Beware, there is a good chance if you have a tall fescue lawn in North Carolina, you will have bermudagrass contamination in the summer of 2008. Why? Because last summer had above normal temperatures and below normal rainfall. In fact, even October was warm and dry. What this means is that tall fescue suffered and bermudagrass thrived. As a result, much of the tall fescue became infested with bermudagrass. This will be a major problem for tall fescue lawns in 2008.
When is the best time to tell if you have bermudagrass contamination in tall fescue? January, February, and March, before bermudagrass comes out of dormancy are the best months to scout. The picture below is very typical of what we see out there right now. Dormant bermudagrass has not greened up and tall fescue is green and happy right now.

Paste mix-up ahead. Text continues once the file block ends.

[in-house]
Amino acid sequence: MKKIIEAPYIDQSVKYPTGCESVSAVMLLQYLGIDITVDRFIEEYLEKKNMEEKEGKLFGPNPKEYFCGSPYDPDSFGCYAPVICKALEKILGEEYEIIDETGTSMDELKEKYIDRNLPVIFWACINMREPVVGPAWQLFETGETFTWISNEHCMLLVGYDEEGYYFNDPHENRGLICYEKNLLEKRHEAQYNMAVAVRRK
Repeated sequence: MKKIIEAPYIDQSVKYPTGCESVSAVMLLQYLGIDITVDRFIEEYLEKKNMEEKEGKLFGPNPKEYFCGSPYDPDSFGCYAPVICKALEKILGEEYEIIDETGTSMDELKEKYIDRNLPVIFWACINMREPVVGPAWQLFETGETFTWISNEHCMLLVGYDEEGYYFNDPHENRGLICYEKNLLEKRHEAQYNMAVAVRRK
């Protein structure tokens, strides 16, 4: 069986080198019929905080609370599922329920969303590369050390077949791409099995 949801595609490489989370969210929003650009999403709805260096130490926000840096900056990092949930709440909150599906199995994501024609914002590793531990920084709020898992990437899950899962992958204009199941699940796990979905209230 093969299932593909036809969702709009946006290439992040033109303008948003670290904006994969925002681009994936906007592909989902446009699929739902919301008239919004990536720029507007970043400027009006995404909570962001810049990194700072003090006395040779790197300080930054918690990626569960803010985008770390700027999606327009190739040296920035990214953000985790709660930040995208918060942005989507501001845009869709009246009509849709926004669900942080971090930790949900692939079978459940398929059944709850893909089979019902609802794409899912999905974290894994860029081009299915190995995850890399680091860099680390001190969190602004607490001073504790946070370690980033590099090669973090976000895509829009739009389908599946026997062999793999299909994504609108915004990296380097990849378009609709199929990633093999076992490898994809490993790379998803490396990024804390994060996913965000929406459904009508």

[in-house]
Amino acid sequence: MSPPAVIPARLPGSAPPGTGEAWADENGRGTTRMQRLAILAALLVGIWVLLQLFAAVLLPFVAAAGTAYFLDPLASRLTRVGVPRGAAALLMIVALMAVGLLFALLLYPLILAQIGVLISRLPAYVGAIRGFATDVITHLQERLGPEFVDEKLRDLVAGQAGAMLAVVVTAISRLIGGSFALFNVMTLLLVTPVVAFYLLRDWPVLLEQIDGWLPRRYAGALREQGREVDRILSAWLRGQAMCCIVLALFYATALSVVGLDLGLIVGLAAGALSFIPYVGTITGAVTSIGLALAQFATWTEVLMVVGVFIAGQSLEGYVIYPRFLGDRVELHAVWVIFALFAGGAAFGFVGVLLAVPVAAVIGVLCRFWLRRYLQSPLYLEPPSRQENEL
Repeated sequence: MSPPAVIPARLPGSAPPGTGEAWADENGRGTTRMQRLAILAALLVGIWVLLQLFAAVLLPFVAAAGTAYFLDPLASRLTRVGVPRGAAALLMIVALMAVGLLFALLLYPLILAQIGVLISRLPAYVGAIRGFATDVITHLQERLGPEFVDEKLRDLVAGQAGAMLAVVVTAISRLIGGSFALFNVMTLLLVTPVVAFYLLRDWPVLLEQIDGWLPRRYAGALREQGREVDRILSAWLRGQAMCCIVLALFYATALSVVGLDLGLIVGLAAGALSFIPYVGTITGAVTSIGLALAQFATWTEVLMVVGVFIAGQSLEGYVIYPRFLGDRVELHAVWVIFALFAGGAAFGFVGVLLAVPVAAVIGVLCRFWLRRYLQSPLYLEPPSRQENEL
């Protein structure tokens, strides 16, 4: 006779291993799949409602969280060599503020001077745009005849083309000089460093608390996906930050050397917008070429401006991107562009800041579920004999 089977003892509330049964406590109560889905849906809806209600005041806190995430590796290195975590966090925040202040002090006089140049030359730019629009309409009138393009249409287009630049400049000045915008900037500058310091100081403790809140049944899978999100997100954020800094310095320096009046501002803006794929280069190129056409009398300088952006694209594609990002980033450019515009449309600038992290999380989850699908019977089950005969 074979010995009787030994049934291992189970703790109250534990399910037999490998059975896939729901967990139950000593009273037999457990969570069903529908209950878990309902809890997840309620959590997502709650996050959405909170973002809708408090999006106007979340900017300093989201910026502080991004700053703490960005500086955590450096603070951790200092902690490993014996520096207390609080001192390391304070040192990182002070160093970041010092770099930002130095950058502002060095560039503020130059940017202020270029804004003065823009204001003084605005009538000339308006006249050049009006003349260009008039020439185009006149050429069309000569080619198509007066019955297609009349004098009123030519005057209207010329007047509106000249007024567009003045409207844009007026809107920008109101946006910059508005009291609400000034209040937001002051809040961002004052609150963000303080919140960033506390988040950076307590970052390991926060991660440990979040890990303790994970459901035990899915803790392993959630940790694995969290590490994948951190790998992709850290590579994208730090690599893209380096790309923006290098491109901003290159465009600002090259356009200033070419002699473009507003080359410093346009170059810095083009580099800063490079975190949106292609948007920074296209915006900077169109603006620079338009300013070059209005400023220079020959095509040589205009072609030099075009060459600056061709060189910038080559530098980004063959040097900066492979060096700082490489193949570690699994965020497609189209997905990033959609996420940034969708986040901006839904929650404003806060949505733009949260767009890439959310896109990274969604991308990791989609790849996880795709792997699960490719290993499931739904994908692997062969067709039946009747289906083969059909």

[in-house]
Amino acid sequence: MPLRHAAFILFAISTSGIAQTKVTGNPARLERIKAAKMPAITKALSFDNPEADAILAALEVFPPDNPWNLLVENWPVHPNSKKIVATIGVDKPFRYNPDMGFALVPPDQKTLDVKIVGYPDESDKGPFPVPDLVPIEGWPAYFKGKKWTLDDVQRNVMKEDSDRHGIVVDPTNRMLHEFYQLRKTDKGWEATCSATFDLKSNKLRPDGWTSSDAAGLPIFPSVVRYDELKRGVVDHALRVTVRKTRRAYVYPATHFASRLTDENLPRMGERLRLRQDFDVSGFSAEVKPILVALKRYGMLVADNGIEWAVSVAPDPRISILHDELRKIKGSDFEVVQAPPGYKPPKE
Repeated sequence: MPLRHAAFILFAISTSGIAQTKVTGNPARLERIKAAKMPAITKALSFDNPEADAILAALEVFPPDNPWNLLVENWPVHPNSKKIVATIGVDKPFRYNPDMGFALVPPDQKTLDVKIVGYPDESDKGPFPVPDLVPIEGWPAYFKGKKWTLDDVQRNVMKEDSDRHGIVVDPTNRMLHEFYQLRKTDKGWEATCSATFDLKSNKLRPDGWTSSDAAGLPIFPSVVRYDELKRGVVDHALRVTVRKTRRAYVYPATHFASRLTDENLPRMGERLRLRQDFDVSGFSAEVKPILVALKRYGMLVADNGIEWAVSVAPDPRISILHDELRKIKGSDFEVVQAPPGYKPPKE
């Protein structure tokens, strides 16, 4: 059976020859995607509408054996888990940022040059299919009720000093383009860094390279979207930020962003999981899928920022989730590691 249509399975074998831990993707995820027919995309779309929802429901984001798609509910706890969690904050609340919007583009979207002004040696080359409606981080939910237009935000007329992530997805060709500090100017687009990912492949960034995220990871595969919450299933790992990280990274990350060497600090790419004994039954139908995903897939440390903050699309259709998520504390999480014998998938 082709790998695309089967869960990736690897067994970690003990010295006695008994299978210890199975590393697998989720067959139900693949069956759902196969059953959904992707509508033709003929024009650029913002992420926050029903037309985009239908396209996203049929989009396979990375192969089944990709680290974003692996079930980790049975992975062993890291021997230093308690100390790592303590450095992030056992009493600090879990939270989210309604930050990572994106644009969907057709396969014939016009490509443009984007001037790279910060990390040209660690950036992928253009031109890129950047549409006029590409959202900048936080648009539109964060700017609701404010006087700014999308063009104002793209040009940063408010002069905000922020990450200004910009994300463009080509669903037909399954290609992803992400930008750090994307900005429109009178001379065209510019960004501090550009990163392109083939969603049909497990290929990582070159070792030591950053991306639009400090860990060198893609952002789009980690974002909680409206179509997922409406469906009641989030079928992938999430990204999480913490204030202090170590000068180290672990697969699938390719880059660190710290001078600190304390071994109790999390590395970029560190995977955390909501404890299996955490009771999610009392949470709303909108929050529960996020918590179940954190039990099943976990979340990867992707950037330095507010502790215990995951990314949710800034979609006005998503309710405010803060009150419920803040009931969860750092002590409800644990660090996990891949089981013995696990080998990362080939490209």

What can you do about this? Nothing can be done now. But during the summer, there are selective controls for bermudagrass control in tall fescue. It involves 3 to 4 applications of Acclaim Extra tankmixed with Turflon Ester. (see Bermudagrass Control in Tall Fescue) This application can only be made by lawn care companies and cannot be done by homeowners. The only other option is to completely renovate the lawn in late summer by making 2 applications (or more) of glyphosate and then reseeding the lawn in early September.